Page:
• Earlier, passengers would have had to pay extra only for certain preferred seats.

GS II: MULTILATERAL

Only 40% of RCEP items finalised: official

  • With just about 40% of the agenda items having been resolved, there is still a long way to go before the Regional Comprehensive Economic Partnership (RCEP) talks are concluded, according to officials in the Commerce Ministry.
  • They added that it was agreed during the recently-concluded Singapore Ministerial meeting that the deadline for an agreement be shifted to 2019.
  • The officials said that India had scored big diplomatic points at the Singapore meeting on November 12-13 by getting the countries gathered to omit the phrase ‘significant conclusions’ from the leaders’ statements.
  • The RCEP grouping would include the 10 ASEAN countries, along with its six free trade agreement partners — Australia, China, India, Japan, South Korea, and New Zealand.
  • The core of the talks are about market access for goods, services and investment, which are still ongoing.
  • A key issue was the terminology used to define the progress made. Some major economies such as China and Japan felt that the phrasing should be that “substantial conclusions” had been achieved.
  • India strongly opposed this.
  • India discovered that in some countries’ trade parlance, ‘substantial conclusions’ is a legal terminology,” the official explained.
  • “Adopting the term would have implied that discussions on market access were over, and that those countries would have to disclose the discussions to their Parliaments, and to their public.” “None of the [7 chapters settled] had to do with market access, discussions on which would have been seriously jeopardised.”
  • After India pointed this out, Philippines, Indonesia, Malaysia, Vietnam, and Australia also took up the issue.
  • “Japan also realised the importance of what we were saying and started supporting us. The rest of the talks will now go into 2019, which gives lots of space to manoeuvre,” the official said.

GS III: S&T – BIOTECHNOLOGY

Chinese academic claims to have gene-edited twins

  • Chinese health and medical ethics authorities started an investigation into claims by a scientist who released videos on YouTube, saying he had altered the genes of twins born in November 2018, creating the first gene edited babies.
  • The Southern University of Science and Technology in Shenzhen, where the scientist, He Jiankui, holds an associate professorship, issued a statement after Mr. He said in five videos posted that he used a gene-editing technology known as CRISPR-Cas9 to edit the genes of twin girls.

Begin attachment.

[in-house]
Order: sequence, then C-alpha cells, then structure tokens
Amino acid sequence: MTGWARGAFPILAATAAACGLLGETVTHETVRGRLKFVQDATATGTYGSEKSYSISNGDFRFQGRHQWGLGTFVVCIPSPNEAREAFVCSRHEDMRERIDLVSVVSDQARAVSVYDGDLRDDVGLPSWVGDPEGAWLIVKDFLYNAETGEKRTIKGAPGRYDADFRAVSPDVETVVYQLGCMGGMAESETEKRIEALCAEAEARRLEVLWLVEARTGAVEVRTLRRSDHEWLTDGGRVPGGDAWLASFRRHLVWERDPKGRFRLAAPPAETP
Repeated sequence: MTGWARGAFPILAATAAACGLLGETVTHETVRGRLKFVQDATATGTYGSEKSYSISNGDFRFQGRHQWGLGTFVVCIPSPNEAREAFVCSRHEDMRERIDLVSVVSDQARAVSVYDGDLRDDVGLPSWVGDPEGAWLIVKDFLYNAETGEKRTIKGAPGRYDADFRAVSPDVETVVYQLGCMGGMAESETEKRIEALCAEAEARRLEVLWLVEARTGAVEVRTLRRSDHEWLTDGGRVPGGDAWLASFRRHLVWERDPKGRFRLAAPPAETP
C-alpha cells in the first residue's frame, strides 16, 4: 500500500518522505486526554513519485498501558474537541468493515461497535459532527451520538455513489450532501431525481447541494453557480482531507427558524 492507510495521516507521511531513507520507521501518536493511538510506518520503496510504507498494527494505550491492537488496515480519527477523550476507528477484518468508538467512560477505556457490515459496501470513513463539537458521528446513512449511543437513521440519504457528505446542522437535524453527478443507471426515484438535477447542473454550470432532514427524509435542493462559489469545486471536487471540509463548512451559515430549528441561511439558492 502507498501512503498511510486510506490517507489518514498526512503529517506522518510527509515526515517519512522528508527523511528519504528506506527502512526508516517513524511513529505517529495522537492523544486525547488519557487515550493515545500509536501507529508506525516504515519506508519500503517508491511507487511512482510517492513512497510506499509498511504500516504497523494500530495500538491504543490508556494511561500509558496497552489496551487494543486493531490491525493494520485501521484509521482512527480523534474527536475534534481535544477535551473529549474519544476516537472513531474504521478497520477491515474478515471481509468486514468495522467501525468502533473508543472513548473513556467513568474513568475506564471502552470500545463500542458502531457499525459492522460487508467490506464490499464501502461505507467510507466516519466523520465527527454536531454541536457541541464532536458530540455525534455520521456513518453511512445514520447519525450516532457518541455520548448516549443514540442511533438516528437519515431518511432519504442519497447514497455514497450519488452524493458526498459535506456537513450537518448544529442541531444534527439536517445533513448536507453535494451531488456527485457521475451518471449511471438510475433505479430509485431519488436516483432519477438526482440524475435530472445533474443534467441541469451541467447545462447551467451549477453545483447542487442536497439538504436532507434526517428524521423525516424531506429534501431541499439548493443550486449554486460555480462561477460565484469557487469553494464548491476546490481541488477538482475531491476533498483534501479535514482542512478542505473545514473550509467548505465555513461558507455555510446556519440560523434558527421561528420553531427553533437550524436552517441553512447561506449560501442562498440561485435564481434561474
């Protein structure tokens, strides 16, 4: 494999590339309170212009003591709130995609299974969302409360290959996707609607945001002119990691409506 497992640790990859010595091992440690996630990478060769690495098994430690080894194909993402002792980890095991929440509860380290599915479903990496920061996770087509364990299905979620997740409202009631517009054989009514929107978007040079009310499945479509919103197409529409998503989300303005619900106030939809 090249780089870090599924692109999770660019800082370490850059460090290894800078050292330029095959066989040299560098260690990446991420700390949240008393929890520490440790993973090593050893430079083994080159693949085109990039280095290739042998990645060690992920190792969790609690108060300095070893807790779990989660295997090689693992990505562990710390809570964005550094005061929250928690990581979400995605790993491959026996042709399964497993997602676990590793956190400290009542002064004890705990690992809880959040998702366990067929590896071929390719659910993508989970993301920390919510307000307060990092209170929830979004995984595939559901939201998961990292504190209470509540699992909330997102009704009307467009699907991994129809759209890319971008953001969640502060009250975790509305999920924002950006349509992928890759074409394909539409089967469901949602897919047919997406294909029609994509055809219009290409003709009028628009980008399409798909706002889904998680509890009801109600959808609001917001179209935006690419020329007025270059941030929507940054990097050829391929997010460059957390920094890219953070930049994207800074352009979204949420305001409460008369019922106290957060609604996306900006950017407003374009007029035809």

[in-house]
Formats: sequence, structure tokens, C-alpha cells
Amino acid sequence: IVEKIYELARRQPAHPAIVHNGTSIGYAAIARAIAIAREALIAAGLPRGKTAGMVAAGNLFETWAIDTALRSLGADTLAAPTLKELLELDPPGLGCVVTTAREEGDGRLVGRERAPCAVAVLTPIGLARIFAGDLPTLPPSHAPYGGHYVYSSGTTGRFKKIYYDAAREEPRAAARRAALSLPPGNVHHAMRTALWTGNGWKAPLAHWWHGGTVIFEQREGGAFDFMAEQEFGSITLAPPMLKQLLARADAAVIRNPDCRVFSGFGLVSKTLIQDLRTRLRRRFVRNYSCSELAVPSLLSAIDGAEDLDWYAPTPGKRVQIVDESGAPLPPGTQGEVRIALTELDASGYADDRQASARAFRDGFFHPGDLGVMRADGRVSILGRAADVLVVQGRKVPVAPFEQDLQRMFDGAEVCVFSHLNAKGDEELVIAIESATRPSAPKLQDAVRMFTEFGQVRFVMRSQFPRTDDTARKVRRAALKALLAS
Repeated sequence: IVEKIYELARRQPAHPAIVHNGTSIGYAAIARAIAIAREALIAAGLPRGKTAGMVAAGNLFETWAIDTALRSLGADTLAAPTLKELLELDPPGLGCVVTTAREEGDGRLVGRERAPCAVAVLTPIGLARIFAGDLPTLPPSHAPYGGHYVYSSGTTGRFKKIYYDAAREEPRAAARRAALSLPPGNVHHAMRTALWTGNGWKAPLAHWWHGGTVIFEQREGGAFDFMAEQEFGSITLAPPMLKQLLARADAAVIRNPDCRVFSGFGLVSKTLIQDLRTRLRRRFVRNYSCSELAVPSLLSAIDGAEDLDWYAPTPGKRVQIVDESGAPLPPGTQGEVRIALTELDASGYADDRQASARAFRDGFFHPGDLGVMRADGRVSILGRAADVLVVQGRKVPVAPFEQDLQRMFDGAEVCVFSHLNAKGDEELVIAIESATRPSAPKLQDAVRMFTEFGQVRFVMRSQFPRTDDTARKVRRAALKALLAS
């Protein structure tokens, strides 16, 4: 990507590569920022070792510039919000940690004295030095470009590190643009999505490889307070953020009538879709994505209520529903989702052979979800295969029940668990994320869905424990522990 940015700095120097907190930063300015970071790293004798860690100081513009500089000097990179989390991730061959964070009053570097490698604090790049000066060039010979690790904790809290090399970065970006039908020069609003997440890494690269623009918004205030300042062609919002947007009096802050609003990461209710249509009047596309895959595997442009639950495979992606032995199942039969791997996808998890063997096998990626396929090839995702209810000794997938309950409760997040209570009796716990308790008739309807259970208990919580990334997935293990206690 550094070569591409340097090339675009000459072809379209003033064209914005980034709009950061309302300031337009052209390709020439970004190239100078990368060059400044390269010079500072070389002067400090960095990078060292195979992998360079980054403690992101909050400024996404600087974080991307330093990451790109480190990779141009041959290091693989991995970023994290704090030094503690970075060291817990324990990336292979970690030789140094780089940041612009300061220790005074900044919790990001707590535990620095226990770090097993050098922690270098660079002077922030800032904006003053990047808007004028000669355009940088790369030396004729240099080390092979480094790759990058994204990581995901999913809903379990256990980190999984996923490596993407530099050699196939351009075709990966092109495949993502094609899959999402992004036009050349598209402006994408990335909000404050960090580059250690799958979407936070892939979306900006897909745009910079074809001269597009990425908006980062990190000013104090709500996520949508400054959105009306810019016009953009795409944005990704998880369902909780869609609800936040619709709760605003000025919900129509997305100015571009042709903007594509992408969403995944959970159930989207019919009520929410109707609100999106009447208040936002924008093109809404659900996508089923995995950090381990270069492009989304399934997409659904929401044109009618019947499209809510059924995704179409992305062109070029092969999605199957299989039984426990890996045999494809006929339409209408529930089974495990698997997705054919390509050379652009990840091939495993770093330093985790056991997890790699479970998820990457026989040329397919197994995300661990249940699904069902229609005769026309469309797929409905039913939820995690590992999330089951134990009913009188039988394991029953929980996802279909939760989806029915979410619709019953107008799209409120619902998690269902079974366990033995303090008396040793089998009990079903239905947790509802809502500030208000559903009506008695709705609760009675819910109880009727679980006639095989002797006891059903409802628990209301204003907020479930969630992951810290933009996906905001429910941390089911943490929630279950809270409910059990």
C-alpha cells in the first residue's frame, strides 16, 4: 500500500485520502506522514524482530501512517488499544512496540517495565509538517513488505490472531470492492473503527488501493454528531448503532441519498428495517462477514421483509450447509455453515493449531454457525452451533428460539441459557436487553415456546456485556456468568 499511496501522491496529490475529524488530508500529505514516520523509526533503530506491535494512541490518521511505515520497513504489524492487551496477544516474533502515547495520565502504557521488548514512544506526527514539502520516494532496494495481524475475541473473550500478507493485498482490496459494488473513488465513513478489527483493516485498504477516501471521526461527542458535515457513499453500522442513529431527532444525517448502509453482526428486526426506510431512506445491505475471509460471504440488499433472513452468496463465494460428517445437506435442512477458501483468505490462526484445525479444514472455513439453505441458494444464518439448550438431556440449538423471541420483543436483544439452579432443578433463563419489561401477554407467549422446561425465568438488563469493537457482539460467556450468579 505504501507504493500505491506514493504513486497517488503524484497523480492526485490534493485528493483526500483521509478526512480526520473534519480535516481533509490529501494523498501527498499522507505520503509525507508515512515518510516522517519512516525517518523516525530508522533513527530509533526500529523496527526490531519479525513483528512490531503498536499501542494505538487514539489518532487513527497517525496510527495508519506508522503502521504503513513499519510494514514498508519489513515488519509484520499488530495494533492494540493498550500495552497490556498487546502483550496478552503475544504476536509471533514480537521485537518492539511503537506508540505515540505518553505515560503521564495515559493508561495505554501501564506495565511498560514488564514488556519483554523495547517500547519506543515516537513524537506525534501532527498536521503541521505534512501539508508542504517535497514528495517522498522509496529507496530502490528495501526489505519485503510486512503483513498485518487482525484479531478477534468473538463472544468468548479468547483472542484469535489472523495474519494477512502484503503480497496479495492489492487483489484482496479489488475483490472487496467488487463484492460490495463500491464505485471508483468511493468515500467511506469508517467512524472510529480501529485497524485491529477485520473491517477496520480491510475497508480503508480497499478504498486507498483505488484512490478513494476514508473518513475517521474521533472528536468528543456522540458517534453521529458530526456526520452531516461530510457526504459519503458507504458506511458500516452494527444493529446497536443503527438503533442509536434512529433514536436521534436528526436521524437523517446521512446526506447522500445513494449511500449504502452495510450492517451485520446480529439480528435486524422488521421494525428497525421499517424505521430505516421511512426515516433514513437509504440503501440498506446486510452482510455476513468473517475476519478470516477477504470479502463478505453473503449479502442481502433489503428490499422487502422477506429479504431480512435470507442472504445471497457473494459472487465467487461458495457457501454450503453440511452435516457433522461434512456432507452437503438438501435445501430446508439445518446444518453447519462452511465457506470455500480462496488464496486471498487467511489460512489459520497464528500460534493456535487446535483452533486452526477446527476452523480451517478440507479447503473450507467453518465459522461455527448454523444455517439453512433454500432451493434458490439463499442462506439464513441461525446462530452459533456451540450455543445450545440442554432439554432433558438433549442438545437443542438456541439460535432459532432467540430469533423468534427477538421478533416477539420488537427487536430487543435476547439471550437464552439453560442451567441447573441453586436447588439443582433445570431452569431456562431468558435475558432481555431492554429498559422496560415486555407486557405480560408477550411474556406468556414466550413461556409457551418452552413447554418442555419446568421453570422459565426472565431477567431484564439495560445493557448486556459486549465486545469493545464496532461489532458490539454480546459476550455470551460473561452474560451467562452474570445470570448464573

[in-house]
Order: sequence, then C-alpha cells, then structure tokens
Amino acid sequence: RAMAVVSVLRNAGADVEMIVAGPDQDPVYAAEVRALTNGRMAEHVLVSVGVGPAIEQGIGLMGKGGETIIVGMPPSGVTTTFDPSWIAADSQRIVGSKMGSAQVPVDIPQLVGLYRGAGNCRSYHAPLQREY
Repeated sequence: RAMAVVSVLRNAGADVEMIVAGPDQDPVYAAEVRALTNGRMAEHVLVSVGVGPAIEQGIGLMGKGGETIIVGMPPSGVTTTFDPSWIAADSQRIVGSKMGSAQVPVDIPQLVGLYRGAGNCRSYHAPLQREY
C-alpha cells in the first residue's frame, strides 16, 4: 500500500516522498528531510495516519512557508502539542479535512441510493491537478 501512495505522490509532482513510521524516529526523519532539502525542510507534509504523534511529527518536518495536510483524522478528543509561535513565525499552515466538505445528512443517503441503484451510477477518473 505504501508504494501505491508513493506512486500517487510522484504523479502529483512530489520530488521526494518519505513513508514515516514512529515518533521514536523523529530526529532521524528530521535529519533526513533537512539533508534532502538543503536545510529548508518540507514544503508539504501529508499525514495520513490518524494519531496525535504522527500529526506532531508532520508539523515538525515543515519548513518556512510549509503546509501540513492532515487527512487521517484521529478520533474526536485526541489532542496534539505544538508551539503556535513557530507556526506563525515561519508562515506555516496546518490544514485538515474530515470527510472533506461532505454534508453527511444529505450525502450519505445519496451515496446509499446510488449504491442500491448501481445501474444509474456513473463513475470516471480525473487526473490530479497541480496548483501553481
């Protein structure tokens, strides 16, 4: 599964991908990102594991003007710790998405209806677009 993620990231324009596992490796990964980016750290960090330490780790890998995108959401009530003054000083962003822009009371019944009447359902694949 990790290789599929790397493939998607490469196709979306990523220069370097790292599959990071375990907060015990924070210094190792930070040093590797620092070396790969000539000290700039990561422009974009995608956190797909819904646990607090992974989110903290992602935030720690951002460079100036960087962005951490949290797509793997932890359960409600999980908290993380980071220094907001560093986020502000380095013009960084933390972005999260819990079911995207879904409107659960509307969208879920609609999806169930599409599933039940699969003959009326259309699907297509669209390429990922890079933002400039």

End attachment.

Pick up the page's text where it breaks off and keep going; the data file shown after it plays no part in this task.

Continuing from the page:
• CRISPR-Cas9 is a technology that allows scientists to essentially cut-and-paste DNA, raising hope of genetic fixes for disease. However, there are also concerns about its safety and ethics.
  • Southern University of Science and Technology said it would form an independent committee of experts to investigate. It said Mr. He is on unpaid leave until 2021.
  • He saidhe was aiming to bestow on the gene edited babies “lifetime protection” against HIV, the virus that causes AIDS.
  • He said he began his work in the second half of 2017 and enrolled eight couples. All of the potential fathers involved were HIV-positive. Five chose to implant embryos, including the parents of the twin girls, identified only by the pseudonyms Mark and Grace. The babies’ names are Lulu and Nana, He said in one video.
  • Describing Mr. He’s work, Mr. Savulescu said: “These healthy babies are being used as genetic guinea pigs. This is genetic Russian Roulette.”

GS III: S&T- SPACE

NASA’s Insight rover heads for 6.5 minutes of terror

  • NASA’s top scientists admitted to sleepless nights, sweaty palms, stomach aches and moments of pure terror as their $993 million Mars Insight spacecraft approaches a high-drama finale: landing on Mars.
  • Mars Insight’s goal is to listen for quakes and tremors as a way to unveil the Red Planet’s inner mysteries, how it formed billions of years ago, and by extension, how other rocky planets like the earth took shape.
  • The unmanned spacecraft, launched nearly seven months ago, is NASA’s first to attempt to touch down on Mars since the Curiosity rover arrived in 2012.
  • More than half of 43 attempts to reach Mars with rovers, orbiters and probes by space agencies from around the world have failed.
  • NASA is the only space agency to have made it, and is invested in these missions as a way to prepare for the first Mars-bound human explorers in the 2030s.

GS I: CULTURE

UNESCO accepts joint bid by Koreas for wrestling

  • North and South Korea marked a new step in their reconciliation efforts as UNESCO accepted a joint bid for Korean wrestling to be recognised as one of the world’s most treasured cultural practices.
  • The two Koreas had originally filed separate applications for their traditional form of wrestling to be recognised on the UN agency’s Intangible Cultural Heritage list.
  • The sport has some similarities to Japanese sumo but begins with two wrestlers facing each other on their knees in a pit, holding onto a cloth sash tied around the waist and using their strength and technique to knock their opponent to the ground.
  • In the South, wrestlers are topless and only wear tight shorts, while in the North they don sleeveless jackets.
  • Southern matches are held on sand while the North uses a round mattress.
  • Until now, both have always submitted separate bids for recognition on the Intangible Cultural Heritage list.
  • South Korea added its tradition of making kimchi — a fermented cabbage dish widely enjoyed across the peninsula — in 2013, prompting the North to seek the same status for its own version, granted in 2015.
  • The Korean folk song “Arirang” has a similar story — the South’s was recognised in 2012, followed by the North’s in 2014.
  • For wrestling, the South applied in 2016, a year after the North.
  • The two Koreas are still technically at war after the 1950-53 conflict ended with an armistice rather than a peace treaty, sealing the division of the peninsula with an impenetrable border.
  • This border, an area known as the Demilitarised Zone, has become something of a nature reserve due to the lack of human activity.
  • UNESCO has suggested it could be designated as a special natural biosphere under a similar joint initiative.